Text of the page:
Television viewing habits are being transformed rapidly by new technologies that are coming up in recent times where we have devices that enable us to watch everything that traditionally depended on TV for transmission. Subscription Video on Demand (SVOD) technology is already sending shockwaves through the broadcast world. Top Gear BBC presenter, Jeremy Clarkson’s recent revelation that he will be making a new show on Amazon Prime may after BBC dropped him is an example of such shockwaves. Netflix and Amazon already control 15% and 5% market share of British homes.
Comparative Advantages of SVOD Services
Apparently, the number of people owning TV sets is falling whereas the number of those subscribing to SVOD services like Netflix, Amazon Prime, and Sky Snow is rising steadily. In the US for instance, media consultancy firm SNL Kagan did research that revealed that uptake of SVOD is edging out the traditional cable, satellite, and other pay TV. The SVOD services were found to be comparatively of lower cost and fast. This reality translates to skyrocketing revenues which Mintel projects will have increased from £437m to £1.17bn for the period between 2014 and 2019.
Another advantage of SVOD over a traditional cable company, for example, is that whereas the latter are tied to programming schedules where they have to fit in a vast selection of channels, the former have no schedules at all to worry about. They, therefore, enjoy total control over the programs they can stream and this gives them the ability to target programs at specific audiences who can ensure them high revenues.
Therefore, traditional television broadcasters are facing stiff completion from SVODS regarding bidding for broadcasting deals a BBC TV’s, Danny Cohen admitted last year that Netflix had out-bided BBC in one lucrative deal. Mr. Clarkson’ show has a global audience of 40 million subscribers and costs £160m for three seasons.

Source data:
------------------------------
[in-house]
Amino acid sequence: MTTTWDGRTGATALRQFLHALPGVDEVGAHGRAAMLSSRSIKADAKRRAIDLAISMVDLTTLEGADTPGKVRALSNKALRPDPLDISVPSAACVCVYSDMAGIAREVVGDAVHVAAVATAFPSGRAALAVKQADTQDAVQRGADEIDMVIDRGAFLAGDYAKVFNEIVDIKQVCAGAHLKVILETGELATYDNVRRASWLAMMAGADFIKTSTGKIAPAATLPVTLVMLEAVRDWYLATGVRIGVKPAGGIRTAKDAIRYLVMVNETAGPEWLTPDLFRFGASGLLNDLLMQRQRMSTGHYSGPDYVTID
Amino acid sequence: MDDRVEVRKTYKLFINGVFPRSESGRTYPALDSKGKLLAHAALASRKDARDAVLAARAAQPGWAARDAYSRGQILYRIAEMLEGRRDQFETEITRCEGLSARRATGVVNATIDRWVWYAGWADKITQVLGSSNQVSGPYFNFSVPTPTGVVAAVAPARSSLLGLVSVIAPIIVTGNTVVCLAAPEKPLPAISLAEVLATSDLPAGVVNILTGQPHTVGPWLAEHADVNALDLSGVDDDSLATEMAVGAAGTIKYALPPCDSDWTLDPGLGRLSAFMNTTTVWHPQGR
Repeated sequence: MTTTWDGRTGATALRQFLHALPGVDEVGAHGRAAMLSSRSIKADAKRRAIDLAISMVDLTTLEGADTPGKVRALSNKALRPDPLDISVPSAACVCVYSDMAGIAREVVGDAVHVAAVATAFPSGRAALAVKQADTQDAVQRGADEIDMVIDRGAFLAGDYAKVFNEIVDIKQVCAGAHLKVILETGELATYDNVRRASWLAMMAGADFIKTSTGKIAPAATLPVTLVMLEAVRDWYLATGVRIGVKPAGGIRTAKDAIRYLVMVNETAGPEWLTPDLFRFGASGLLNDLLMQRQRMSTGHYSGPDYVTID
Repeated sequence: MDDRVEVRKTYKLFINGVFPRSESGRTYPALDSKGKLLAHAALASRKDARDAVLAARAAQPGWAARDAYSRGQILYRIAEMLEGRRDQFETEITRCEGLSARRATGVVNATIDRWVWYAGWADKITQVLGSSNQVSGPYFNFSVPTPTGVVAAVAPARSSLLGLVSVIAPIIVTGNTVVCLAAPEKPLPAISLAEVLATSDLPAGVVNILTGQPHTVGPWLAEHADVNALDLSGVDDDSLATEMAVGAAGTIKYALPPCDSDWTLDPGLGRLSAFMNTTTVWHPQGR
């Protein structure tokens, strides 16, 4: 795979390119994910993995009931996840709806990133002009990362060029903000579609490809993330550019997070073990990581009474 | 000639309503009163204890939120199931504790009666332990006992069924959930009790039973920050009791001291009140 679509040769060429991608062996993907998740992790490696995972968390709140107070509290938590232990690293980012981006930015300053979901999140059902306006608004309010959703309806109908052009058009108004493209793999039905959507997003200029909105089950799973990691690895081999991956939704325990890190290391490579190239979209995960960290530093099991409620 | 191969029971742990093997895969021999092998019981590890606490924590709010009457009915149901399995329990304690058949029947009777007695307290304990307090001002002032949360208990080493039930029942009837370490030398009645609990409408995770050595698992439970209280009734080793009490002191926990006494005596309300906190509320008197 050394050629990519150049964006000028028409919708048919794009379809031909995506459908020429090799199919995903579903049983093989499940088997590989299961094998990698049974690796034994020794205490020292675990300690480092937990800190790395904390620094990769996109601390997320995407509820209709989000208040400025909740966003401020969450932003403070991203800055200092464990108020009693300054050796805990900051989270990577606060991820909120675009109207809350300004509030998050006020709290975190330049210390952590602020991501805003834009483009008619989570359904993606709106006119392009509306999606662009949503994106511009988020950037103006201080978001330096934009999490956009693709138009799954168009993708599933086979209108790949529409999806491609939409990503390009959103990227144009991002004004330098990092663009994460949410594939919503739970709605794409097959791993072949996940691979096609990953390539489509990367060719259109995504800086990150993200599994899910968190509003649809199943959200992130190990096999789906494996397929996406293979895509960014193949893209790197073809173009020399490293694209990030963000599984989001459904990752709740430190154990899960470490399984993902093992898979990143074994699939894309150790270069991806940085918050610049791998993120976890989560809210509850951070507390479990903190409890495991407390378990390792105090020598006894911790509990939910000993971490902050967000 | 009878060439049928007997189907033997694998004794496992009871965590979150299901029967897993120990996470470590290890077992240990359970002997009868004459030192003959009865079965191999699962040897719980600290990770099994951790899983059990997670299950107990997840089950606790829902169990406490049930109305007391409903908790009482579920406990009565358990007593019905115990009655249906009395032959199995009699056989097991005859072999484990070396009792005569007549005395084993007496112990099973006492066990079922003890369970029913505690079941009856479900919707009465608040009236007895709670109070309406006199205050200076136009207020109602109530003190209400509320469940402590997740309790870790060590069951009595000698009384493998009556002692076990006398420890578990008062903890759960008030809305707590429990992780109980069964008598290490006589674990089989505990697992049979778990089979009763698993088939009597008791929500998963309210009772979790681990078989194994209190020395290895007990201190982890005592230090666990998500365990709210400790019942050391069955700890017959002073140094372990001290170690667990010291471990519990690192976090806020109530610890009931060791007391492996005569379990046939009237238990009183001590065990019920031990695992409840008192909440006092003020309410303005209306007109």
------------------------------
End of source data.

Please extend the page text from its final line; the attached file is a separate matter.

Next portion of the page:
Emerging Technology is Increasing Accessibility of SVOD Services
Unlike in the past where SVOD services could only be accessed on laptops or desktops, today, smart televisions are bridging the gap. Some technologies enable viewers to beam wireless content quickly other devices to their smart TVs. Such technologies include Amazon’s Fire Stick and Google’s Chromecast.
Interestingly, some services like Virgin’s Tivo provide their viewers with Netflix as a package.
Limitations of SVOD
SVOD services depend on internet bandwidth. Very slow or average download speed hinders accessibility of SVOD services. Many connected devices competing for one slow bandwidth, result into jerky, stuttering pictures according to Michael Underhill of Enders, a media consultancy firm puts it. He adds that internet speed in the UK is 23Mbps. In such cases, ultrafast Wi-Fi connections of 100Mbps and above required to sustain SVOD’s growth.
TV Broadcasting Companies Leverage over SVOD Services
SVOD accounts for 3 % viewing in the UK while mainstream television channels account for 90 %. Mr. Underhill notes that very few people access Netflix, Amazon, and other companies. He maintains that “While Netflix programs are accessible, only existing broadcast content is viewed most.” He goes ahead to add that Netflix has been made accessible by the content that is funded and created by BBC and ITV. This view is supported by that of Ofcom which holds that SVOD services are a “complementary” form of seeing used to watch and download movies and TV series from the US.
Moreover, traditional TV companies have gone digital which together with free video-on-demand services YouTube services offer fierce competition to SVOD. Traditional broad asters are catching up with their digital video platforms.
Underhill also notes that Netflix produced dramas do not attract mega audiences like “Downton Abbey” “Strictly Come Dancing” and others despite critical acclaim. He says that Netflix does not show interest in shows like X-Factor, Essex or Springwatch as well as live sport and news. Areas that are covered by TV broadcasting companies.
In conclusion, according to Mark Mulligan, despite Clarkson’s shift to SVOD, it is less likely that his career remains robust like before with the online paycheck of a SVOD service whereas his former show at BBC, “Top Gear” may reinvent itself without him. PwC’s Phil Stokes notes that while Chris Evans needs not be too worried, traditional TV companies must innovate. Such companies must avoid being complacent and change with the times to fit in the competitive market.